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Trezor Model T

Latest release: 2.5.3 ( 17th November 2022 ) 🔍 Last analysed 5th December 2022 . Reproducible when tested
1st March 2018

The binary provided was reproducible from the code provided.

As part of our Methodology, we ask:

Does the binary we built differ from what we downloaded?

If the answer is "no", we mark it as "Reproducible when tested".

If we can reproduce the binary we downloaded from the public source code, with all bytes accounted for, we call the product reproducible. This does not mean we audited the code but it’s the precondition to make sure the public code has relevance for the provided binary.

If the provider puts your funds at risk on purpose or by accident, security researchers can see this if they care to look. It also means that inside the company, engineers can verify that the release manager is releasing the product based on code known to all engineers on the team. A scammer would have to work under the potential eyes of security researchers. He would have to take more effort in hiding any exploit.

“Reproducible” does not mean “verified”. There is good reason to believe that security researchers as of today would not detect very blatant backdoors in the public source code before it gets exploited, much less if the attacker takes moderate efforts to hide it. This is especially true for less popular projects.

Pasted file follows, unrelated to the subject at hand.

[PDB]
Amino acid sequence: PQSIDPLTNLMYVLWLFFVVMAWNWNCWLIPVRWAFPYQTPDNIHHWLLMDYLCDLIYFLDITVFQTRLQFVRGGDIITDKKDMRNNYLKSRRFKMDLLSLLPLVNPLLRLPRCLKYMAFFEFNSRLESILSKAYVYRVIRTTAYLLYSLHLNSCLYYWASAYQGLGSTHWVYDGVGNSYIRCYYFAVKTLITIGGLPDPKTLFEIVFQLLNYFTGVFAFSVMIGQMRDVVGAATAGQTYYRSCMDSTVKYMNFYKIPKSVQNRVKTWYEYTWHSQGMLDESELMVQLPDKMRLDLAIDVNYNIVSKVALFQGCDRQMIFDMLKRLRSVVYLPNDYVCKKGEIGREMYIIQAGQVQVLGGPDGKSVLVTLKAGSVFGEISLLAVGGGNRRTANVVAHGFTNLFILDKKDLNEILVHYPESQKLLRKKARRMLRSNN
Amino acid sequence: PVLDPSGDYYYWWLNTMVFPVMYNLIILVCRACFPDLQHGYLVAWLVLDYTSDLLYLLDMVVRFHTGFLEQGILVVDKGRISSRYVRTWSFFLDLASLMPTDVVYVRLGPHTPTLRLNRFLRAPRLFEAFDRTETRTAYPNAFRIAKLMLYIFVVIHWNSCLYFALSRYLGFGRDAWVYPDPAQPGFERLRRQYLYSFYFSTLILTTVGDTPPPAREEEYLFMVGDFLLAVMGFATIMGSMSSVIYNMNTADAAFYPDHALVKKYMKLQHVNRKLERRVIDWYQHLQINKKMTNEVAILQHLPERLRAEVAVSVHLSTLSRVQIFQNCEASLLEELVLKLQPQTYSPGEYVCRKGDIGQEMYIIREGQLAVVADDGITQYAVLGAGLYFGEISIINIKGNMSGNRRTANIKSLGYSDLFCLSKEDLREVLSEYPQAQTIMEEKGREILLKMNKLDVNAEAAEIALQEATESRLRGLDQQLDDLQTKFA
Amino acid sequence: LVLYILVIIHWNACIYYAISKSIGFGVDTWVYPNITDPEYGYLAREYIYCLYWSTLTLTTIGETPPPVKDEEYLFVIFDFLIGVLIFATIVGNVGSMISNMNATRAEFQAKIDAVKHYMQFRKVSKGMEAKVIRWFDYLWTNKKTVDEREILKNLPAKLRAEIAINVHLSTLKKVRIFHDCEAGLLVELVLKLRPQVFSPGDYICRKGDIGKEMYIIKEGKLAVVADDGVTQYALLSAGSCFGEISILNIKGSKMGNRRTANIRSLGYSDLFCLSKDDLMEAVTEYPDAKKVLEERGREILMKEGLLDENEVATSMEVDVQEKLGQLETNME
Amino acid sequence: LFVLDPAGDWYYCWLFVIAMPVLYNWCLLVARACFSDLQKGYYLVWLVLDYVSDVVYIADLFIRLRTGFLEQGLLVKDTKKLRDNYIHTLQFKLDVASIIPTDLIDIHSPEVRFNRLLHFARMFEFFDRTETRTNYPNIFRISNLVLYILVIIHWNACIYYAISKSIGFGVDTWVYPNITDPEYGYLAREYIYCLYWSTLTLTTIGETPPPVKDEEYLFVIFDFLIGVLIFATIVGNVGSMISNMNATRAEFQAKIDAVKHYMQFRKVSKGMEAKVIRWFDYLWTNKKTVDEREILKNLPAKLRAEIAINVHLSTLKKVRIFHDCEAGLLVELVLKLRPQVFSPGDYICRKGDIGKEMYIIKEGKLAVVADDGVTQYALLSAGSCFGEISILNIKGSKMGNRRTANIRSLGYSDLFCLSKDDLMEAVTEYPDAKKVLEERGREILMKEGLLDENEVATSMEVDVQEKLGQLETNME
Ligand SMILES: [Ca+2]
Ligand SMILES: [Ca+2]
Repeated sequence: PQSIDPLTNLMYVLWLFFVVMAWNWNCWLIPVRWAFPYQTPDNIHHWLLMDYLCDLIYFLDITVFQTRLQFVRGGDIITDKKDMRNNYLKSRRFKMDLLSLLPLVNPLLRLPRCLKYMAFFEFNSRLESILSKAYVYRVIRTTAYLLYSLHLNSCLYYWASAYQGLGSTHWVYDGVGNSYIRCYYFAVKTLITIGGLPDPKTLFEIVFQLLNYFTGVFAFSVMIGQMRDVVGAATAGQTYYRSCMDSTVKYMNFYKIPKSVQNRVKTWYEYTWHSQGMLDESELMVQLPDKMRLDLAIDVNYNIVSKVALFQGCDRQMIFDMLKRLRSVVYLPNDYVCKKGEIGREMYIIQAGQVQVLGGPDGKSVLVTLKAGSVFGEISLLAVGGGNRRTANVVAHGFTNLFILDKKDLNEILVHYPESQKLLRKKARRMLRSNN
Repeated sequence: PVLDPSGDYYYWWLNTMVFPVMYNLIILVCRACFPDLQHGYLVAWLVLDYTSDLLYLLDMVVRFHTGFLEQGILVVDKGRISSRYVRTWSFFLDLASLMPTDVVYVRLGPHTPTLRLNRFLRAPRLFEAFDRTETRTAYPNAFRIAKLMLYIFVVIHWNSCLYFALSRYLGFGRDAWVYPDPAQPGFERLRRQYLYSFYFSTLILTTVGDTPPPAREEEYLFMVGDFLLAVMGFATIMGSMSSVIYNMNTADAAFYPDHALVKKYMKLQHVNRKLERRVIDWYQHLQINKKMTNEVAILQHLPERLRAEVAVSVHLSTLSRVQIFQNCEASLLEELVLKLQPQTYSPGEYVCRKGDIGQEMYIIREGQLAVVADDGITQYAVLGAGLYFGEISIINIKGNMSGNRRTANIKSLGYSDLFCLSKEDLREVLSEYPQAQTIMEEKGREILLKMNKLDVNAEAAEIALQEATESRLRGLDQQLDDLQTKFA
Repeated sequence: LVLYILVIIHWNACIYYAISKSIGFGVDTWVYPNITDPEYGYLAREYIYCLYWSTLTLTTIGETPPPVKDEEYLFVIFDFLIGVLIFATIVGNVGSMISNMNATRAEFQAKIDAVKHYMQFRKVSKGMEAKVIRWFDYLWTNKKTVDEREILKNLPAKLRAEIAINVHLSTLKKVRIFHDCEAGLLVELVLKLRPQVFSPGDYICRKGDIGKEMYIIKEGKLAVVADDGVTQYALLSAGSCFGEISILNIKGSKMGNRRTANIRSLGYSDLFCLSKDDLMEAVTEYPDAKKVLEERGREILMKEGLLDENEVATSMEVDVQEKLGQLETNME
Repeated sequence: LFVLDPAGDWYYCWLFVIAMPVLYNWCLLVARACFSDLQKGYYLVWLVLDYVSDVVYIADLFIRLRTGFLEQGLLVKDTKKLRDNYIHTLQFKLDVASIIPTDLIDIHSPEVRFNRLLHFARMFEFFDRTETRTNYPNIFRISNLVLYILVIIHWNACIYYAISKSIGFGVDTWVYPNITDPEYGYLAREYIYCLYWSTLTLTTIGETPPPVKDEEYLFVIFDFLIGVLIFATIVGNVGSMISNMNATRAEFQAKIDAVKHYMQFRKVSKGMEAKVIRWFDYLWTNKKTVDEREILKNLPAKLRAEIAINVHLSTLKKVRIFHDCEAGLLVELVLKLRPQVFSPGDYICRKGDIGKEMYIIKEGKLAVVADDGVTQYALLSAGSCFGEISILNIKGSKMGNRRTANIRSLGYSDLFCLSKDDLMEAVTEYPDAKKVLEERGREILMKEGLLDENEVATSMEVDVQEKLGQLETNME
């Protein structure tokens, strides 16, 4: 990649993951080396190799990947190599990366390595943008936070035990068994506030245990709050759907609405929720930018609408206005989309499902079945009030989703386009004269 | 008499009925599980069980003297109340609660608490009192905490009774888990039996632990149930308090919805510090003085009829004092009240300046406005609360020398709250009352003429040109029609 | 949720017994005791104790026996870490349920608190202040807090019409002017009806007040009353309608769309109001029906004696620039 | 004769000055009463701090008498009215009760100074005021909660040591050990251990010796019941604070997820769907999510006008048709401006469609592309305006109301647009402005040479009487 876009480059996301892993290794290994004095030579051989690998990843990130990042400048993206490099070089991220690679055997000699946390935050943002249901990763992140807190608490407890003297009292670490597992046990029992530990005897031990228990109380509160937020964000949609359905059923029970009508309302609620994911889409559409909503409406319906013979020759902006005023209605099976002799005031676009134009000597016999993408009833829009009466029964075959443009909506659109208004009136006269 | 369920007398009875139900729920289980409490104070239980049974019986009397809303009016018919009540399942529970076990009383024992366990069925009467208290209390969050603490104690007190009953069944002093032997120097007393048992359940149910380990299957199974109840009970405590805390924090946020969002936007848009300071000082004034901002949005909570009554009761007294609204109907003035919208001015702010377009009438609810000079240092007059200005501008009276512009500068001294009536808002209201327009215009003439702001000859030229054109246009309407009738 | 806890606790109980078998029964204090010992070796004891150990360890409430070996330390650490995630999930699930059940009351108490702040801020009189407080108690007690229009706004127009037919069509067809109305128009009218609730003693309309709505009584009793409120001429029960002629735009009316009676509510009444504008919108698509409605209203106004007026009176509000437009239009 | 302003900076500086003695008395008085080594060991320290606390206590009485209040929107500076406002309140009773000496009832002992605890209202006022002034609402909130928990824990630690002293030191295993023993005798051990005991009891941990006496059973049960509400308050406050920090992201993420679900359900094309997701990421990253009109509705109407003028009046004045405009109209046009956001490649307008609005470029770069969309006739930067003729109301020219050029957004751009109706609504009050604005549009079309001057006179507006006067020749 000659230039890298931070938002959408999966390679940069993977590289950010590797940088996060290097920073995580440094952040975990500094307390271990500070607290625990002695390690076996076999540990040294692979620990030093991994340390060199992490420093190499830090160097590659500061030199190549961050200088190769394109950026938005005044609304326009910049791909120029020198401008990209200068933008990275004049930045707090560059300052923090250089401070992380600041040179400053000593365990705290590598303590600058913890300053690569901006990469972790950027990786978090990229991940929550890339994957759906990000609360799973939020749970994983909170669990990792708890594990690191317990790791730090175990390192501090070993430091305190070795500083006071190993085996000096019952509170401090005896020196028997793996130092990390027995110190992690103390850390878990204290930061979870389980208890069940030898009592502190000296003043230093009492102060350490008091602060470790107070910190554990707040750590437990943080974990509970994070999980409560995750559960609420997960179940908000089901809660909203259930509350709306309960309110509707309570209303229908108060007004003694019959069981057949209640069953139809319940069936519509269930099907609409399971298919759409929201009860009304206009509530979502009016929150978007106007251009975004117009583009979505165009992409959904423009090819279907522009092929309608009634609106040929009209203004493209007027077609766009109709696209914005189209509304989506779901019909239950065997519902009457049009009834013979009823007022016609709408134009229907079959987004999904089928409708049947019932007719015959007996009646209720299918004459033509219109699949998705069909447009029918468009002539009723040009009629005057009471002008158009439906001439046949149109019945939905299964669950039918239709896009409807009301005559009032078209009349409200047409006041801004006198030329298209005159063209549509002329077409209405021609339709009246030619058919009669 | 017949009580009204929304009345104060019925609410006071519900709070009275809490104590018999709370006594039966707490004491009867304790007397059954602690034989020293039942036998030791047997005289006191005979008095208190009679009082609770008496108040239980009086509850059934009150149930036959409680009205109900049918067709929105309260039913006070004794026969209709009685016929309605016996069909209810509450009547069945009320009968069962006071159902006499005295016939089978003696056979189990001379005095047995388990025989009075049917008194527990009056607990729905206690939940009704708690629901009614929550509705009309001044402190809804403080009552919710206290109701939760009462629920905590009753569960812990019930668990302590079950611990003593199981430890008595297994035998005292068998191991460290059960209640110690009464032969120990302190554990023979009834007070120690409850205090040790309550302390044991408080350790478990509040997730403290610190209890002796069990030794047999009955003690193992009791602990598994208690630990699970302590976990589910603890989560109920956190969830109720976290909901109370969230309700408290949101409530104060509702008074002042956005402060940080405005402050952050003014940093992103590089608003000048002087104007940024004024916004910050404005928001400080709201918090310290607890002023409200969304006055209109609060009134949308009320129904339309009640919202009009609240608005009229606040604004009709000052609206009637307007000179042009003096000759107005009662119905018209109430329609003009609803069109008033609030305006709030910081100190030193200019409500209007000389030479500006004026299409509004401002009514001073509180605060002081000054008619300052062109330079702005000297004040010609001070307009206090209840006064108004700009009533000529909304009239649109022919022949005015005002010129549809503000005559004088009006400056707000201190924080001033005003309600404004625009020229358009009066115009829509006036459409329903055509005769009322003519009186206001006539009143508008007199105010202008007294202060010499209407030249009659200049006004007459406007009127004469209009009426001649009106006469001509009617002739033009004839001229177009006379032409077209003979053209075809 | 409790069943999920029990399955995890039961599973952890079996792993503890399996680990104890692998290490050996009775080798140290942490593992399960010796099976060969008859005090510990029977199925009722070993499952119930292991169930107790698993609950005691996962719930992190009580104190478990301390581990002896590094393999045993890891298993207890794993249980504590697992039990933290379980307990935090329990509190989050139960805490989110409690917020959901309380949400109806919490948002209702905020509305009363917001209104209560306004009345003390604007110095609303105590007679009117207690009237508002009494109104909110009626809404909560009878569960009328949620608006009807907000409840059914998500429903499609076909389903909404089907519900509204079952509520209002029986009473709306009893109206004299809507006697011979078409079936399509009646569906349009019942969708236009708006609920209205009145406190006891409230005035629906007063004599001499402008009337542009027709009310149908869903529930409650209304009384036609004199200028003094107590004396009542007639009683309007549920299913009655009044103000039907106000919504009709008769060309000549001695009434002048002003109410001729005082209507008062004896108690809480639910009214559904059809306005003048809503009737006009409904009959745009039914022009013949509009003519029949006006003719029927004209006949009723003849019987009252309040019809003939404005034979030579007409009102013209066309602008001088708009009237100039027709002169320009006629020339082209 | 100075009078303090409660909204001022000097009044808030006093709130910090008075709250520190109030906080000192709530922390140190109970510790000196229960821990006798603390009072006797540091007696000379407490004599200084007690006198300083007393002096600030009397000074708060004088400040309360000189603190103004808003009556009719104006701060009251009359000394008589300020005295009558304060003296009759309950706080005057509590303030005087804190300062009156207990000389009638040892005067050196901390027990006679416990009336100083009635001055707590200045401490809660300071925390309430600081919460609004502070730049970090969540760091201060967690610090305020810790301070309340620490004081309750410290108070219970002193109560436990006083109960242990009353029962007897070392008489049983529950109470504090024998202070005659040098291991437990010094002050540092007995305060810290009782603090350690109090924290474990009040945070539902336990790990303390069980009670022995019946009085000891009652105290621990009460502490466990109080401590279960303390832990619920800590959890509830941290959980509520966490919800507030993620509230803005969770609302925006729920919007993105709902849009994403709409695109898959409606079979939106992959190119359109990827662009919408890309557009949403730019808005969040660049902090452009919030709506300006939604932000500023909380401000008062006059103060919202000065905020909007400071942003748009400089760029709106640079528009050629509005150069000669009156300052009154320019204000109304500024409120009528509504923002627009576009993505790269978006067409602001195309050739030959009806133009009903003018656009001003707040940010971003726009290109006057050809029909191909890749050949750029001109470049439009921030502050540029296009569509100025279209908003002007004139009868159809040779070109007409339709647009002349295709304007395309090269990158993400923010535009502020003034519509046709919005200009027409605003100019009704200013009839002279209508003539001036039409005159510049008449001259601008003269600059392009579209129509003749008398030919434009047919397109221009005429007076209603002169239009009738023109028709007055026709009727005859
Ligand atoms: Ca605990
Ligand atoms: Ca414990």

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The following Analysis is not a full code review! We plan to make code reviews available in the future but even then it will never be a stamp of approval but rather a list of incidents and questionable coding practice. Nasa sends probes to space that crash due to software bugs despite a huge budget and stringent scrutiny.

Do your own research!

Try out searching for "lost bitcoins", "stole my money" or "scammers" together with the wallet's name, even if you think the wallet is generally trustworthy. For all the bigger wallets you will find accusations. Make sure you understand why they were made and if you are comfortable with the provider's reaction.

If you find something we should include, you can create an issue or edit this analysis yourself and create a merge request for your changes.

The Analysis 

With our test script this is the result:

$ ./scripts/test/hardware/trezorT.sh 2.5.3
4f57dca1abc1a60d82c4fef7c96e86d784fc7a1e5e3da724dd2ae4d14c6350bf build/core/firmware/firmware.bin
c094c84ba958129885fa725ee6ddb781b580fd2c7851e83aef9054ba4a10526c build/core-bitcoinonly/firmware/firmware.bin

Hash of non-signature parts downloaded/compiled standard:
65+0 records in
65+0 records out
65 bytes copied, 0.000124131 s, 524 kB/s
07e9053be42873b8fc094205607d2c5624a15c84fdf323bc783217d3a7b7fc24  trezor-2.5.3.bin.zeroed
07e9053be42873b8fc094205607d2c5624a15c84fdf323bc783217d3a7b7fc24  build/core/firmware/firmware.bin

Hash of non-signature parts downloaded/compiled bitcoinonly:
65+0 records in
65+0 records out
65 bytes copied, 0.000112391 s, 578 kB/s
b69f1b69819a281f76553e39fed4394f2a5c56eb33f95767b775800282a19f6c  trezor-2.5.3-bitcoinonly.bin.zeroed
b69f1b69819a281f76553e39fed4394f2a5c56eb33f95767b775800282a19f6c  build/core-bitcoinonly/firmware/firmware.bin

Hash of the signed firmware:
8d742ff5498e3f903125aa6fca44bffeea27e42cc37297aa03f6c1fca51b6004  trezor-2.5.3.bin
93f276caa34e3bd599367089f0274b6691e0fdc00697c252be29b1e3d49e8b6b  trezor-2.5.3-bitcoinonly.bin

This looks good. The compiled versions only differ in 64 bytes - the signature - from the downloaded version. This firmware is reproducible.